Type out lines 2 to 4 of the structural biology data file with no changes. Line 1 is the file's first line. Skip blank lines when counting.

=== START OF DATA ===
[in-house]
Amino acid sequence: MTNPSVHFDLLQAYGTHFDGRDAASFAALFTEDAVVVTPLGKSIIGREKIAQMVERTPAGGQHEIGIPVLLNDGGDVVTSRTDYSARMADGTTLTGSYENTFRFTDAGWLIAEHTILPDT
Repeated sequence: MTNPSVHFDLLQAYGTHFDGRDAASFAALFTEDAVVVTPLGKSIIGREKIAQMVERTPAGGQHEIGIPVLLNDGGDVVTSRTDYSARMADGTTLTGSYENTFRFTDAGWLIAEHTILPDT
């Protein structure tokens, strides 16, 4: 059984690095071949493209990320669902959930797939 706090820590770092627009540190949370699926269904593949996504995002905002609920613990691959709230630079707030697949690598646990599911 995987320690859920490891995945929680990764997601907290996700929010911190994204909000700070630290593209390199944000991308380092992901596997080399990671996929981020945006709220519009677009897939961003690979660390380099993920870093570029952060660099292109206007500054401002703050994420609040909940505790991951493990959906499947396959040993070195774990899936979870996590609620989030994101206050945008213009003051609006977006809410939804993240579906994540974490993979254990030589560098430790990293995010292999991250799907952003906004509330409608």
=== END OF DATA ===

Amino acid sequence: MTNPSVHFDLLQAYGTHFDGRDAASFAALFTEDAVVVTPLGKSIIGREKIAQMVERTPAGGQHEIGIPVLLNDGGDVVTSRTDYSARMADGTTLTGSYENTFRFTDAGWLIAEHTILPDT
Repeated sequence: MTNPSVHFDLLQAYGTHFDGRDAASFAALFTEDAVVVTPLGKSIIGREKIAQMVERTPAGGQHEIGIPVLLNDGGDVVTSRTDYSARMADGTTLTGSYENTFRFTDAGWLIAEHTILPDT
């Protein structure tokens, strides 16, 4: 059984690095071949493209990320669902959930797939 706090820590770092627009540190949370699926269904593949996504995002905002609920613990691959709230630079707030697949690598646990599911 995987320690859920490891995945929680990764997601907290996700929010911190994204909000700070630290593209390199944000991308380092992901596997080399990671996929981020945006709220519009677009897939961003690979660390380099993920870093570029952060660099292109206007500054401002703050994420609040909940505790991951493990959906499947396959040993070195774990899936979870996590609620989030994101206050945008213009003051609006977006809410939804993240579906994540974490993979254990030589560098430790990293995010292999991250799907952003906004509330409608």